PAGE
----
The Student News Site of Tarrant County College

The Collegian

The Student News Site of Tarrant County College

The Collegian

The Student News Site of Tarrant County College

The Collegian

Tuition increase approved by board

Tuition rate increase for three years beginning Spring 2019.

By Kathryn Kelman/editor-in-chief

A $5-per-credit-hour tuition increase will start next spring as part of the 2018-19 budget approved by the board of trustees at its Aug. 16 meeting.

Board member Conrad Heede noted that despite the increase, TCC is still conservative when it comes to tuition rates. 

“We’re still No. 8 of the top 10 community colleges in the state of Texas,” he said. 

TCC students had mixed reactions to the news. NW student Enoch Kasongo said he is against the change. 

“I personally think the tuition rate should not be increased and I think that it should remain the same because most people cannot afford tuition, so I think it’s good to benefit them,” he said.  

TR student Sisam Sapqota said he won’t be affected by the increase but worries for the students that will be. 

“It is too much,” he said. 

Some students, like TR student Shandreka Henderson, are more concerned by the change taking place in the middle of the academic year. 

“I think it should change next year because there are students that are already here that have their classes and have their set pay already ready for the year,” she said. 

The increase has the potential to affect a lot of TCC students, both current and future, according to South student Bridgit Wekesa.

“Some students, the reasons why they come to TCC or whatever is because they don’t want to pay a lot for school,” she said. “When they start increasing stuff, kids have to start worrying, ‘I can’t afford this class or whatever.’”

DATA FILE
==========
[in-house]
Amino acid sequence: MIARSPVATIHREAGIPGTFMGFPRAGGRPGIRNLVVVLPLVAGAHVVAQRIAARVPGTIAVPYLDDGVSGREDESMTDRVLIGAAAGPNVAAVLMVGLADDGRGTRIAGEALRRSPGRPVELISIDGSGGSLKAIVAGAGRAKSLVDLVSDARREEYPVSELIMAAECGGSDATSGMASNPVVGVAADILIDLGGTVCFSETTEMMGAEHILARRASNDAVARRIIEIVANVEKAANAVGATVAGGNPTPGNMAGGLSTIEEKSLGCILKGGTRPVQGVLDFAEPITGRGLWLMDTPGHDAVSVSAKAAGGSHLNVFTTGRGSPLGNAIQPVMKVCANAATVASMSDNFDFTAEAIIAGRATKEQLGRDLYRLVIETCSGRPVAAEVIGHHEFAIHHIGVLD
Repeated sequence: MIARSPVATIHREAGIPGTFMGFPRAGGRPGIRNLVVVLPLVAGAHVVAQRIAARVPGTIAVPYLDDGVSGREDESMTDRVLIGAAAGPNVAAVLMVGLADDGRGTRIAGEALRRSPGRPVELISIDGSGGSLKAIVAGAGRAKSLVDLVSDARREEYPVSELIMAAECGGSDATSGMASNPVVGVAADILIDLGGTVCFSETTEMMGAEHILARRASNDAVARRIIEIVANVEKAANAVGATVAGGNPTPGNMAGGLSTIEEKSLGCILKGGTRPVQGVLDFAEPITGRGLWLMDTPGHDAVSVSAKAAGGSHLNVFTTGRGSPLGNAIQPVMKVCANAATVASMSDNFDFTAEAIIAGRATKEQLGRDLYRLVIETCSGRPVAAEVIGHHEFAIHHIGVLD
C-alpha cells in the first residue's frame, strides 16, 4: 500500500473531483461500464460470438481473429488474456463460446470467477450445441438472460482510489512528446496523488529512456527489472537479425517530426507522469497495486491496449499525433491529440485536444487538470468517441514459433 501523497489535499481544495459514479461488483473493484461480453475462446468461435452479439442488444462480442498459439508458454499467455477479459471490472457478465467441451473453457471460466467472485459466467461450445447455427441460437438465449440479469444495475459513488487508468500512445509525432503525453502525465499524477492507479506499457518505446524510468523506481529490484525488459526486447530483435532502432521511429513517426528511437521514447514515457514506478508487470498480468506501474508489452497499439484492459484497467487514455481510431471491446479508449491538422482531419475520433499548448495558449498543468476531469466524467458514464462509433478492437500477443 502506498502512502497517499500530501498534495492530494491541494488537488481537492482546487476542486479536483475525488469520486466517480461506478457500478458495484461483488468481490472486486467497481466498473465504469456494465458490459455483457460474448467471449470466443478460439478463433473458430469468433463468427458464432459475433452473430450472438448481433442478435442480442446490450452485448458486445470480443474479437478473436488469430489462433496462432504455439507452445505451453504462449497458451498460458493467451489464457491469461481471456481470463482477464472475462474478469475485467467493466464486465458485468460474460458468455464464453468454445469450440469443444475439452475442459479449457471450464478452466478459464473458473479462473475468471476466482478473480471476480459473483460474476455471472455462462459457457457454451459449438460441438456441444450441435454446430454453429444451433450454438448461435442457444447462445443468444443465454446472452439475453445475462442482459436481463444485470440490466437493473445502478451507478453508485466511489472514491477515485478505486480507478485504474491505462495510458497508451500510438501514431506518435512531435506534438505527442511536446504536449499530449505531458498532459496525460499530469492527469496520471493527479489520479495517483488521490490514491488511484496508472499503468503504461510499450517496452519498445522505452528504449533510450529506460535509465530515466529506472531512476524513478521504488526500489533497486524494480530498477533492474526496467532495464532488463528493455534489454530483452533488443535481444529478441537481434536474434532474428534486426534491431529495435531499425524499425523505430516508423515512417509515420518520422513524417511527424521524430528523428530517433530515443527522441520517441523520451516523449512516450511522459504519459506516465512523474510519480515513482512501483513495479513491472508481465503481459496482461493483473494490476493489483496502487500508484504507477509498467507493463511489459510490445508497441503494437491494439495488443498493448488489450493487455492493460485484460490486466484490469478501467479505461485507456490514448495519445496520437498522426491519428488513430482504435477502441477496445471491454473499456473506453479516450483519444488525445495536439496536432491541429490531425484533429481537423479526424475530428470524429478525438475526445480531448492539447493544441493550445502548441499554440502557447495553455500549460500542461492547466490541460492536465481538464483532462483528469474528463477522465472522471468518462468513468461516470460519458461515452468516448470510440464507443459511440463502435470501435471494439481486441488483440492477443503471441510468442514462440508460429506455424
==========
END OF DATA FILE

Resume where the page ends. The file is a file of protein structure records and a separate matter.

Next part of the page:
However, financial strain isn’t the only reason some students are concerned about the increase. South student Kevin Lara said the students haven’t heard much about the change.

Proposed Operating Expenditure Summary
Proposed Operating Expenditure Summary

“It’s concerning that we don’t know much about it,” he said.

Lara said he believes that there is the potential for people to get “screwed over” if they don’t have the resources or money to pay for the tuition increase immediately. 

On the other hand, NE student Belle Trevino said she doesn’t think the increase is too bad. 

“It’s not like they’re doing it by $10,” she said. “$5 isn’t too bad for me. It’s still cheaper than a university.” 

TR student Marcos Santos also doesn’t think the increase is bad, especially when compared to universities.

“I think that what we pay now is good, but if it increases it will probably go to something for education,” he said. “Paying $200 per class is affordable.”  

NE student and Phi Theta Kappa secretary Taylor Kenda said he is fine with the tuition increase, so long as some changes come with it.

“The way that I see it is they can add the tuition but they need to accommodate it with something else like fix the facilities or something like that,” he said. 

Kenda also suggested maybe the college could make Scantrons free or offer more discounts for books and access codes for online textbooks. 

With the increase in tuition, the operating budget expects to see an increase of $3.56 million in revenue this year. 

TCC’s total operating budget for the 2018-2019 fiscal year amounts to $444.2 million with $375 million going toward maintenance and operation of the college, $40 million going toward renewal and replacements around the district, $22 million being allocated to the college’s building fund and $6 million for auxiliary enterprises.

The college will increase salary and benefits for full-time employees by 2.5 percent and give them a one-time only $1,000 bonus for the 2018-19 academic year. Part-time, on-call, adjunct and faculty overload rates will increase by 4 percent. 

The increase will also give the college the ability to hire 22 new faculty members and 12 new non-faculty members.

Following the approval of the budget, board president Louise Appleman thanked all who were a part of the process. 

“We know it was extra time and trouble, but I think it’s a good budget and one we can be proud of,” she said. 

Donate to The Collegian

Your donation will support the student journalists of Tarrant County College. Your contribution will allow us to purchase equipment and cover our annual website hosting costs.

More to Discover
Donate to The Collegian